Program expected to expand home energy-improvement loans
Funding for low-cost home energy improvement loans offered in Pennsylvania and other states could expand under a program that is expected to generate $100 million in financing — helping more homeowners save money and cut energy bills.
The state and Citigroup, the nation's third-largest bank, will provide capital to start a national effort to increase funding for loans like those in Pennsylvania's Keystone Help, which made 13,000 loans in the past six years.
They were used for solar installations, high-efficiency furnace or boiler, insulation, door and window replacements or other improvements. The state estimates homeowners save at least $2 million a year in energy costs as a result, said state Deputy Treasurer Keith Welks, who runs the program.
Kentucky has committed to participate in the national effort, and talks with at least two other states are progressing, Welks said on Wednesday.
The national effort will raise additional money for loans by packaging and selling existing home energy improvement loans as securities to investors.
The effort, called the Warehouse for Energy Efficiency Loans, will fill a void in funding. Backed by Citigroup's access to securities markets, a secondary market for existing loans will be created.
Welks said a challenge for Keystone Help has been a limited supply of money for loans. “We were scared to publicize it too much because demand might exceed supply,” he said.
With additional funding under the national program, 10,000 to 20,000 loans each year could be made in Pennsylvania, said Peter J. Krajsa, CEO of AFC First Financial Corp. of Allentown, which originates the loans for the state. “I think there's massive room for growth here.”
AFC First Financial manages similar programs for other states and utilities, such as West Penn Power's Sustainable Energy Fund, the state of Connecticut and Duke Energy in Ohio.
Such programs help consumers who can't otherwise afford upgrades, said Chris Christopher, director of consumer economics at IHS Global Insight. “Many people have a low score or insufficient credit. This does address a few of those issues. Credit is still tight, and anything that is energy savings is considered good. We had a cold winter, so there should be a market.”
“From a capital markets perspective, this is hugely significant,” said Citigroup's Bruce Schlein, who said the bank foresees a market strong enough to sell $100 million in securitized loans. With the national effort in place, more loans will be made and more states will join.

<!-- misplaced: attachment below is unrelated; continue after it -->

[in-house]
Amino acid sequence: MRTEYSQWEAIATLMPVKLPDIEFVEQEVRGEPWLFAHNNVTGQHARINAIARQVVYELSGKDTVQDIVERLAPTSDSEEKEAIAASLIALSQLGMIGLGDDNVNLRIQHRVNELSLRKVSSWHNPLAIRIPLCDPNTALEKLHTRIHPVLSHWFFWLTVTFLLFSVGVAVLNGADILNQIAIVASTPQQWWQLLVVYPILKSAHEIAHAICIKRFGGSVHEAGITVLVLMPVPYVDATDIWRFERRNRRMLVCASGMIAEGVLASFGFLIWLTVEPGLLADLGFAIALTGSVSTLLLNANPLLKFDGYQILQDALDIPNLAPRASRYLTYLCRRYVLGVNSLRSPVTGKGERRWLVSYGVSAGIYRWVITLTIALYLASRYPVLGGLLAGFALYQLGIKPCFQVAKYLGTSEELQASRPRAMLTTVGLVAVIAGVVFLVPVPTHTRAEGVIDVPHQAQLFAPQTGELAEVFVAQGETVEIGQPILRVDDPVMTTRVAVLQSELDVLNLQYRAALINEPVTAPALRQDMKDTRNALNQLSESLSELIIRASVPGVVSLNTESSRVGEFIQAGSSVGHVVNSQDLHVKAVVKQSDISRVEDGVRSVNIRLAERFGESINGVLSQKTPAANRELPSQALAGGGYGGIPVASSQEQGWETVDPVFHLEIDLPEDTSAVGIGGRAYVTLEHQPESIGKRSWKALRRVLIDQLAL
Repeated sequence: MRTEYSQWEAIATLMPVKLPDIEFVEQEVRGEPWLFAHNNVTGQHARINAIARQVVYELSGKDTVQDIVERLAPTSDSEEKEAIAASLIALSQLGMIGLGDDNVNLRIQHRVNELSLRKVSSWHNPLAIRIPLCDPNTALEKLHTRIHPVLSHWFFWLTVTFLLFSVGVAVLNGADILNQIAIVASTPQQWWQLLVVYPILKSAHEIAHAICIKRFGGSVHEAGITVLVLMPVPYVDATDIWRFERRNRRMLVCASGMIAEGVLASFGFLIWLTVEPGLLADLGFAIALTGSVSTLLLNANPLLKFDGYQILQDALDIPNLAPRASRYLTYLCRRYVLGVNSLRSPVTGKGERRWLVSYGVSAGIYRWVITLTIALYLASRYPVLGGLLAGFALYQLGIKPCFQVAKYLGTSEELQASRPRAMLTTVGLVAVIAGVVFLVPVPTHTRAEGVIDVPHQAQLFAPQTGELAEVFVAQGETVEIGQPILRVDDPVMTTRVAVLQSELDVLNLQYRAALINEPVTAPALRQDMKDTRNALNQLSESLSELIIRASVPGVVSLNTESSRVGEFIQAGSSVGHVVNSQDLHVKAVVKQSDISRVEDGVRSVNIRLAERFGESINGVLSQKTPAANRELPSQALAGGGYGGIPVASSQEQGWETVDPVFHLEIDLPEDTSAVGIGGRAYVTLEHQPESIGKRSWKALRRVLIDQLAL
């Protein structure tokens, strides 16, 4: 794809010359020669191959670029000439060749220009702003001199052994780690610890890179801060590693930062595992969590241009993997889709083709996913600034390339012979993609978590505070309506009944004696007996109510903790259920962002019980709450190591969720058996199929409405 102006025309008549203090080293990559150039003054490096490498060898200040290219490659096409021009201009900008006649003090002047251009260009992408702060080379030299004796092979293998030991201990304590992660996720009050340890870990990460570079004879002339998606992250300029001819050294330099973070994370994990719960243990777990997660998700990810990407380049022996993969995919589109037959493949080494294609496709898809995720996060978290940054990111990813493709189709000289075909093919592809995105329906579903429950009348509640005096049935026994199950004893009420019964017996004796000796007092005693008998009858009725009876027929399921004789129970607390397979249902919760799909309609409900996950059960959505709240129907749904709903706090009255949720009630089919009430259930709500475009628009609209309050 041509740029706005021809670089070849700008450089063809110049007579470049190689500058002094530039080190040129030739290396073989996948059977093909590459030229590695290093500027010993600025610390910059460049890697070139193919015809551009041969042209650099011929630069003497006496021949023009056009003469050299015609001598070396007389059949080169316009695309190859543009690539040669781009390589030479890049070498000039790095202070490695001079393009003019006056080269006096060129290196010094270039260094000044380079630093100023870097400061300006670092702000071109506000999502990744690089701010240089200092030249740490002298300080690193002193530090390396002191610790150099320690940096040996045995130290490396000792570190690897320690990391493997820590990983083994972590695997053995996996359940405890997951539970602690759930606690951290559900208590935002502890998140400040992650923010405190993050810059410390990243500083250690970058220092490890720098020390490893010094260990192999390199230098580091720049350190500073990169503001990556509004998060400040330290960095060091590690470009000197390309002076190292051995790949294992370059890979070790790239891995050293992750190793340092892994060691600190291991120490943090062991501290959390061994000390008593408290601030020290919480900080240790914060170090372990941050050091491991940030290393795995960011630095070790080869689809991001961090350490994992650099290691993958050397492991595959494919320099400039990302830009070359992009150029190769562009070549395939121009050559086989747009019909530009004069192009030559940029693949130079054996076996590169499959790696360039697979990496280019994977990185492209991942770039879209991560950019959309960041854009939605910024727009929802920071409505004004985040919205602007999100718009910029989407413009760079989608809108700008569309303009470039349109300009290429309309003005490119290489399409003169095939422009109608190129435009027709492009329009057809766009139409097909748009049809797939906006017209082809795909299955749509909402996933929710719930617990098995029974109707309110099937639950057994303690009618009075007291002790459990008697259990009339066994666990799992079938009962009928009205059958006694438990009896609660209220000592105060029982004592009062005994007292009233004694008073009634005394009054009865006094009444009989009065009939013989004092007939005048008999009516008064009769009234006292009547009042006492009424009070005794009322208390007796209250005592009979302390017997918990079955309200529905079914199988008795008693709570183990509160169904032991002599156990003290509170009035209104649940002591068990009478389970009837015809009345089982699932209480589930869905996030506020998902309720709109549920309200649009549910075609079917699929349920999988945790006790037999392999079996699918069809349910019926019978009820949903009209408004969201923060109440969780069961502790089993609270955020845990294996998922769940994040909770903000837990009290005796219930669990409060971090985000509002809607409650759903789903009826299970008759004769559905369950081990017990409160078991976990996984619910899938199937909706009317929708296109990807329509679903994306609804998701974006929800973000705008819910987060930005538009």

Jack Bernard, executive director of Renewable Funding of Oakland, Calif., said his organization will buy the loans, package them as securities, and work with Citigroup to sell them. The state Treasury and Citigroup each committed $12.5 million in credit to start that process.
“Institutional investors (foundations, universities, wealthy individuals) have trillions of dollars to invest in things like this, and it has been a success with other asset classes such as student loans and auto loans,” Bernard said.
The sponsors of the program made the announcement at Carnegie Mellon University's Robert L. Preger Intelligent Workplace, where environmentally sound building practices are studied. State Treasurer Rob McCord called it the “perfect location for announcing financial innovation ... that actually helps people.”
Pennsylvania's Keystone Home Energy Loan program, called Help, was created by the state Treasury in 2006.
Since then, Treasury has made $100 million in loans, using its authority to invest state money in prudent investments, Welks said. It benefitted taxpayers by earning a consistent average annual return of 5.65 percent, he said.
Last year, Treasury sold about 4,700 Help loans worth about $28 million to a group of three banks led by Fox Chase Bank of Harboro, Pa., to make more money available — a demonstration that the loans could be sold.
Consumers apply online at Keystonehelp.com for three-, five- or 10-year, fixed rate loans of up to $15,000, which are available through a network of 1,600 state-approved contractors managed by AFC First Financial.
The average loan size is $7,800. They are structured as unsecured, simple-interest loans (similar to a car loan), at an interest rate of 7.99 percent for a single project, or 2.99 percent for “whole house” improvement projects that start with an energy audit.
The lower rate is “the incentive” to get homeowners to maximize energy upgrades, Krajsa said. About 70 percent of applicants are approved, he said.
Default rates have averaged about 1.7 percent, compared to about 3.0 percent on credit cards, he said.
Contractors selected by homeowners from the state's list are paid directly by Help upon successful completion of the project.
Steve Lee, head of CMU's School of Architecture, said such programs are “really critical to move energy efficient design of housing forward.”
John D. Oravecz is a staff writer for Trib Total Media. He can be reached at 412-320-7882 or firstname.lastname@example.org.
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